Class of 2005 Joshua Angelotta is a litigation associate at Kisling, Nestico & Redick in Akron where his practice is focused on personal injury and insurance litigation. Jacqueline Jackson is the compliance manager at Equity Trust Company. Travis Jeric is an associate attorney at Chesapeake Energy. Joshua A. Klarfeld joined the Cleveland firm of Ulmer & Berne where he will concentrate his practice in pharmaceutical, medical device, and mass tort litigation. Damon C. Patton is a staff attorney at BuckleySandler LLP in Washington, DC. Jill Regez Whelan was appointed vice president, corporate communications at Swagelok Company in Solon, Ohio.

Dean C. Williams is an attorney with Jones Day in Cleveland.

28

Alumni On the MOVE

Class of 2006

Class of 2007

Class of 2008

Keller J. Blackburn was sworn in as the Athens County (Ohio) Prosecutor.

H. William Beseth III joined the Cleveland office of Taft Stettinius & Hollister LLP as an associate.

Kesha A. Christoph is manager of special projects at SPIRE Institute in Geneva, Ohio.

Paul D. Castillo is an attorney in the Office for Civil Rights of the U.S. Department of Education in Dallas, Texas. Jennifer L. Hanzlicek is an associate in the Akron office of Brouse McDowell where her practice is focused on intellectual property. Evelyn K. Holmer joined the Cleveland office of Ulmer & Berne LLP an associate. Nicole M. Hitch is an associate at McCarthy, Lebit, Crystal & Liffman in Cleveland where she practices in the areas of commercial real estate, corporate and banking law. Gregory C. Johnson is an associate concentrating on corporate transactions, mergers and acquisitions and real estate matters with the Cleveland firm of Schneider, Smeltz, Ranney & LaFond. William McClain joined Dinsmore & Shohl in the firm’s Cincinnati office where he will concentrate on commercial litigation.

Paul Shipp is an associate in the Cleveland office of Weston Hurd where his practice focuses on civil and criminal litigation.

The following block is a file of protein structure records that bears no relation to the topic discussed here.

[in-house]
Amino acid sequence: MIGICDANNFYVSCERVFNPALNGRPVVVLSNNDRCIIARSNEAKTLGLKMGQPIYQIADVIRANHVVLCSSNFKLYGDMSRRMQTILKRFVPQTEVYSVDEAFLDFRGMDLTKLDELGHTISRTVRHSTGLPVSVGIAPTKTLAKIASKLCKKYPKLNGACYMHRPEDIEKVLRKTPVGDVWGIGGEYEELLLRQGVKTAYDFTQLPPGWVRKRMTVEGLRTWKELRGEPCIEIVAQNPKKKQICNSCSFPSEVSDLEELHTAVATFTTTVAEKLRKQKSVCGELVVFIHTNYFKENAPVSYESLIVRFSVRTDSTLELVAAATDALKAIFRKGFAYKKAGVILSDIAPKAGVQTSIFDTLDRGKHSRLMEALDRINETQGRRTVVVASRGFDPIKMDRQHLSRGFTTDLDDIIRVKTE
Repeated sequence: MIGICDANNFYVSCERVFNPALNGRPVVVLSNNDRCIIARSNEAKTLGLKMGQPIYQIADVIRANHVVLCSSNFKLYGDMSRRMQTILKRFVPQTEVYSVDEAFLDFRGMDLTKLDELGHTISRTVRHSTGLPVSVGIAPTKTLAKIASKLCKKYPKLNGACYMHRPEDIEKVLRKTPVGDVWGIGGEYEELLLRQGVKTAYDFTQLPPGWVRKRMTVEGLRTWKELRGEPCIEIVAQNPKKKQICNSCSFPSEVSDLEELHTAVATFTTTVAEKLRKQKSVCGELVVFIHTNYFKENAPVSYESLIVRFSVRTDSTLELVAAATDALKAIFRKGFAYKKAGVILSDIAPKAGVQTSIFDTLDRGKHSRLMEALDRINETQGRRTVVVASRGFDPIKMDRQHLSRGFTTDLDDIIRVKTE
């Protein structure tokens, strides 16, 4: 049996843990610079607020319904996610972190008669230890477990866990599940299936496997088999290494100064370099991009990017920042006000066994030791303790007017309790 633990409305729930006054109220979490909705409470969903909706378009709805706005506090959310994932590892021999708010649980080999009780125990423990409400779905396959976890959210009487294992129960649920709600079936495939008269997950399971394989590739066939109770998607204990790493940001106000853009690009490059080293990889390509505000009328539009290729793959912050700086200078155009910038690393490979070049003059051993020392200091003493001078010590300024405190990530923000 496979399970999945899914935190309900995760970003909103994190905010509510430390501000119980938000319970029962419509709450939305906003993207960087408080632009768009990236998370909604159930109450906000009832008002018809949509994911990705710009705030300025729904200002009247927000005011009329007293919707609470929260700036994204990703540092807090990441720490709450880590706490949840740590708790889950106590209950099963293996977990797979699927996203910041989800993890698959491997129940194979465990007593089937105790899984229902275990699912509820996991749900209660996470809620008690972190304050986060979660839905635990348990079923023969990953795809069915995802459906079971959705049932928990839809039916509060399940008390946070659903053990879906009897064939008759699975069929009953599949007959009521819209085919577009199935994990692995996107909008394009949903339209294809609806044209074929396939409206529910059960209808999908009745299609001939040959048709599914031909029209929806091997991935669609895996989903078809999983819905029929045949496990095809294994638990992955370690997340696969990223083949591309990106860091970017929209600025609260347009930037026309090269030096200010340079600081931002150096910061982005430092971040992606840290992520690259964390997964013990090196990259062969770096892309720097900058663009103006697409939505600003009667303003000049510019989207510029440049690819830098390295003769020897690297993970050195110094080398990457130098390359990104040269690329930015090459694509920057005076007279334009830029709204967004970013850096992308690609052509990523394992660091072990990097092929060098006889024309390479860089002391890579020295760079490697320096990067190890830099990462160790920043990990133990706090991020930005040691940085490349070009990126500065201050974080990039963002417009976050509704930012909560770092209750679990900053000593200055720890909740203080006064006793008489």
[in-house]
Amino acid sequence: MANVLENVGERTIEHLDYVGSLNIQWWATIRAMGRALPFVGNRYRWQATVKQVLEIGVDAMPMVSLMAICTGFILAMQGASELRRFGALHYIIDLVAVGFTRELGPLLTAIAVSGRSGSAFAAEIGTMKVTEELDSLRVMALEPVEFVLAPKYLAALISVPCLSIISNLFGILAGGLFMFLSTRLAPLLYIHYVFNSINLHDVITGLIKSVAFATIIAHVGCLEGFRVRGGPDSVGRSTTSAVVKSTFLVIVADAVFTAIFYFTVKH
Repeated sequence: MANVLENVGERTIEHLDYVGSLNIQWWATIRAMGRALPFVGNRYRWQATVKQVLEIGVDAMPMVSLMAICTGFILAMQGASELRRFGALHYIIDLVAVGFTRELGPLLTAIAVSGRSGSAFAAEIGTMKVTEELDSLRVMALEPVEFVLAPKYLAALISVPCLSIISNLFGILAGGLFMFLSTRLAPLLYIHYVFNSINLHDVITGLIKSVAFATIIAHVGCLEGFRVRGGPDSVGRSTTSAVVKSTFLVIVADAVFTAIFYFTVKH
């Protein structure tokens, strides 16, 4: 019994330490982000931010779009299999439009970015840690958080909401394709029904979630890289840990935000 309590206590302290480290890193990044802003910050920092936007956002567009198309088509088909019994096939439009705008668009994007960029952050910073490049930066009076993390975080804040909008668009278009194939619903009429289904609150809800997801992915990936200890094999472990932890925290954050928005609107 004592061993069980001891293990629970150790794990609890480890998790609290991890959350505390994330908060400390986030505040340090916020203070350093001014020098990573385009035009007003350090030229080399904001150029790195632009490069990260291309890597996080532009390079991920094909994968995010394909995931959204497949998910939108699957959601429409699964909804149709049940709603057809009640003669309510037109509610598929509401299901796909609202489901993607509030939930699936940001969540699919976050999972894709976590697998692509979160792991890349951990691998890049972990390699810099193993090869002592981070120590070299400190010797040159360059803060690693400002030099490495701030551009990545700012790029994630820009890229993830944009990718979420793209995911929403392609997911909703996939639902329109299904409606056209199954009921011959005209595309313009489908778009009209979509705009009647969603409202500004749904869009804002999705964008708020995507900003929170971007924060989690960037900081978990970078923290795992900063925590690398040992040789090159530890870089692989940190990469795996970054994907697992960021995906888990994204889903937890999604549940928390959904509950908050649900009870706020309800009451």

Karl G. Borgquist is an assistant attorney general practicing public finance, municipal law, investments and securities in the Michigan Department of Attorney General.

Jamie D. Cole joined the Phoenix office of Ballard Spahr as an associate focusing her practice on business and finance, mergers and acquisitions, and securities.

Jennifer Carroll is a principal in the Austin, Texas firm of Carroll Robson where she practices in IP and startups.

Edward Gecovich is an associate in the intellectual property practice group at Benesch, Friedlander, Coplan & Aronoff LLP in Cleveland.

Jessica Cardenas Jarvis is an assistant U.S. attorney at the U.S. Attorney’s Office, District of New Mexico.

Ljudmila Hadzikadunic joined Memorial Hospital in Fremont, Ohio as its compliance officer.

Reminger Co., L.P.A. attorney Brian C. Lee was selected to serve a one-year term as the DRI young lawyers substantive liaison for the law practice management committee. DRI is an international organization of attorneys defending the interests of business and individuals in civil litigation.

Erin Peters Kraus is an associate attorney at Stewart and Kraus in Naples, Florida, where her practice focuses on estate planning, probate, real estate and civil litigation.

Paul J. Malie joined the Cleveland office of Tucker Ellis LLP as an associate in the firm’s business department practicing in the areas of business transactions and securities. Alisa N. Benedict O’Brien is the assistant director in the office of career planning at the University of Akron School of Law. Callista Puchmeyer is an attorney-advisor at NASA Glenn Research Center. Jeffery Schiffman is a project manager with Western Reserve Land Conservancy.